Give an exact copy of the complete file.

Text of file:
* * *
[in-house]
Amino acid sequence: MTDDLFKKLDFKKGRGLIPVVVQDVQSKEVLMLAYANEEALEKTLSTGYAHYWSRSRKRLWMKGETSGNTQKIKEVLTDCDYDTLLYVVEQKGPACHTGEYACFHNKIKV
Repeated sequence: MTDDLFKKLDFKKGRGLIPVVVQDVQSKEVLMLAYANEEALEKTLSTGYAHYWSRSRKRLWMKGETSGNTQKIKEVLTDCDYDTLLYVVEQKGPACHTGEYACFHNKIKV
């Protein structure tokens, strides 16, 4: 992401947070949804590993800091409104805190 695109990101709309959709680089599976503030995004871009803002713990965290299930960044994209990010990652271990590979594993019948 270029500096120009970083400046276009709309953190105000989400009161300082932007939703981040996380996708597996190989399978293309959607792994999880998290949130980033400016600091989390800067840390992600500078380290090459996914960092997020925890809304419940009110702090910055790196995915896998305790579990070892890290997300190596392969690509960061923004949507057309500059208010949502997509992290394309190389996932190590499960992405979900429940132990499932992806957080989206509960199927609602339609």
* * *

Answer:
[in-house]
Amino acid sequence: MTDDLFKKLDFKKGRGLIPVVVQDVQSKEVLMLAYANEEALEKTLSTGYAHYWSRSRKRLWMKGETSGNTQKIKEVLTDCDYDTLLYVVEQKGPACHTGEYACFHNKIKV
Repeated sequence: MTDDLFKKLDFKKGRGLIPVVVQDVQSKEVLMLAYANEEALEKTLSTGYAHYWSRSRKRLWMKGETSGNTQKIKEVLTDCDYDTLLYVVEQKGPACHTGEYACFHNKIKV
């Protein structure tokens, strides 16, 4: 992401947070949804590993800091409104805190 695109990101709309959709680089599976503030995004871009803002713990965290299930960044994209990010990652271990590979594993019948 270029500096120009970083400046276009709309953190105000989400009161300082932007939703981040996380996708597996190989399978293309959607792994999880998290949130980033400016600091989390800067840390992600500078380290090459996914960092997020925890809304419940009110702090910055790196995915896998305790579990070892890290997300190596392969690509960061923004949507057309500059208010949502997509992290394309190389996932190590499960992405979900429940132990499932992806957080989206509960199927609602339609």